What Does The Atlantic Know About Its Own Aggregation?

Say this, good or bad, for The Atlantic–its left hand does not seem to know what its right hand is doing. The magazine’s new story about Gawker–getting buzz already for Nick Denton’s note that he wouldn’t have clarified the Christine O’Donnell story–seems unaware of The Atlantic‘s own aggregation efforts. “The ‘reporting’ that staff writers do is almost all online,” writes James Fallows (scare quotes are his).

A photograph in the article’s attached slideshow of Gawker headquarters, midway through the article, depicts an encrusted paper plate surrounded by three packs of cigarettes. But can the desks of Atlantic Wire aggregators, led by former Gawker editor Gabriel Snyder, look so very different? “The Atlantic is now profitable in part because traffic on our Web site is so strong,” writes Mr. Fallows, crediting the likes of Ta-Nehisi Coates and Andrew Sullivan for a success due, “in part” as well, to young online “reporters.”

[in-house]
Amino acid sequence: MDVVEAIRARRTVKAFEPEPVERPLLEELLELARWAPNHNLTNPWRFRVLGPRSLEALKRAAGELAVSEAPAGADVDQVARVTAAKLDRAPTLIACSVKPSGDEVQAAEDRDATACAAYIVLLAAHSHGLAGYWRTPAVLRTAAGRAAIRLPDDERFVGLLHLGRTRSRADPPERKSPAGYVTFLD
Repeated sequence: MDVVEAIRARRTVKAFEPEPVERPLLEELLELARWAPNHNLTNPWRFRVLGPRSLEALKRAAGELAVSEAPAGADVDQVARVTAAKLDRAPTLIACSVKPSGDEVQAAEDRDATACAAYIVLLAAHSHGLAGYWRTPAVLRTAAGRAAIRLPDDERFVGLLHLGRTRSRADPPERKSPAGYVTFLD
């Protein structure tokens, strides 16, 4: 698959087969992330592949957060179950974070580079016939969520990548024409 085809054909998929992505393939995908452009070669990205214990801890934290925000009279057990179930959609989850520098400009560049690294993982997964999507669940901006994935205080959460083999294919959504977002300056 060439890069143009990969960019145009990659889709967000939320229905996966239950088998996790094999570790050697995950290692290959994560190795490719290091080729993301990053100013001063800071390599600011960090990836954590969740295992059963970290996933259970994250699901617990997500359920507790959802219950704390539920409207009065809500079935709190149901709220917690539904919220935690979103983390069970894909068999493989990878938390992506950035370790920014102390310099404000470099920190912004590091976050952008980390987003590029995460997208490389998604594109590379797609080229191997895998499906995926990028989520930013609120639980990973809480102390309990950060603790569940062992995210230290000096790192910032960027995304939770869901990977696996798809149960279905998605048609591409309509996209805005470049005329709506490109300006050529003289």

Granted, Gawker’s big hits are crasser, and less informationally nutritious, than the Atlantic Wire’s, but the piece’s lack of mention of The Atlantic’s less high-minded, long-lead reporting is a bit odd, especially given that the article seems almost to strain to explain its magazine and their new-media efforts. “Even as it necessarily evolves, our news system will be better the longer it includes institutions whose culture and ambitions reach back to the pre-Gawker era.” Do The Atlantic‘s pre-Gawker ambitions make the Atlantic Wire more than just a blog? No use reading Fallows’s piece for hard answers: a Ctrl+F (blogging skills!) search for “wire” only yields a mention of Wired, as a legacy institution into which “any new project” might evolve.

ddaddario@observer.com :: @DPD_ What Does The Atlantic Know About Its Own Aggregation?